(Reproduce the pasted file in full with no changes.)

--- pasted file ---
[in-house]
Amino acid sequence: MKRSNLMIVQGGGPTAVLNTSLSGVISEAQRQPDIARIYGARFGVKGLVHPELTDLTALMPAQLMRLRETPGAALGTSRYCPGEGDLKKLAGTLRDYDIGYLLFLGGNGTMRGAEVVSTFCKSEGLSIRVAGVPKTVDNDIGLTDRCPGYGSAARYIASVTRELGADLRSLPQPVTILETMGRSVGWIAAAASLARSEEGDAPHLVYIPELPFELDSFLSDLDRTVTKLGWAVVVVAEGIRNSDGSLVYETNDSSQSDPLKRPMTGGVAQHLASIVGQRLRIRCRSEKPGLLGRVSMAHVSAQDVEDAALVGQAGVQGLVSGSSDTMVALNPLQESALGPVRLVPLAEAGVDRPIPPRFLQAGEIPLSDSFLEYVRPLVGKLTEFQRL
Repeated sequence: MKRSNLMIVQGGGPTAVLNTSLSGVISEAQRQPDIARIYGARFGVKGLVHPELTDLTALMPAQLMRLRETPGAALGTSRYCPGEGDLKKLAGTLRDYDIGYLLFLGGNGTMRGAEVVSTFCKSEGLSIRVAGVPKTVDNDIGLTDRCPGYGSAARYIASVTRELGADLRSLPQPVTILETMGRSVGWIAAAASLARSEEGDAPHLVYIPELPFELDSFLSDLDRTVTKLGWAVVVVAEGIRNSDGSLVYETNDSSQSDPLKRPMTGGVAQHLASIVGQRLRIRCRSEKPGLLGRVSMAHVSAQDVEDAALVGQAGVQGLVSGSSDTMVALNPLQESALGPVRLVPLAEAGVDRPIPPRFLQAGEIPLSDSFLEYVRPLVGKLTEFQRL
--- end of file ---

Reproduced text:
[in-house]
Amino acid sequence: MKRSNLMIVQGGGPTAVLNTSLSGVISEAQRQPDIARIYGARFGVKGLVHPELTDLTALMPAQLMRLRETPGAALGTSRYCPGEGDLKKLAGTLRDYDIGYLLFLGGNGTMRGAEVVSTFCKSEGLSIRVAGVPKTVDNDIGLTDRCPGYGSAARYIASVTRELGADLRSLPQPVTILETMGRSVGWIAAAASLARSEEGDAPHLVYIPELPFELDSFLSDLDRTVTKLGWAVVVVAEGIRNSDGSLVYETNDSSQSDPLKRPMTGGVAQHLASIVGQRLRIRCRSEKPGLLGRVSMAHVSAQDVEDAALVGQAGVQGLVSGSSDTMVALNPLQESALGPVRLVPLAEAGVDRPIPPRFLQAGEIPLSDSFLEYVRPLVGKLTEFQRL
Repeated sequence: MKRSNLMIVQGGGPTAVLNTSLSGVISEAQRQPDIARIYGARFGVKGLVHPELTDLTALMPAQLMRLRETPGAALGTSRYCPGEGDLKKLAGTLRDYDIGYLLFLGGNGTMRGAEVVSTFCKSEGLSIRVAGVPKTVDNDIGLTDRCPGYGSAARYIASVTRELGADLRSLPQPVTILETMGRSVGWIAAAASLARSEEGDAPHLVYIPELPFELDSFLSDLDRTVTKLGWAVVVVAEGIRNSDGSLVYETNDSSQSDPLKRPMTGGVAQHLASIVGQRLRIRCRSEKPGLLGRVSMAHVSAQDVEDAALVGQAGVQGLVSGSSDTMVALNPLQESALGPVRLVPLAEAGVDRPIPPRFLQAGEIPLSDSFLEYVRPLVGKLTEFQRL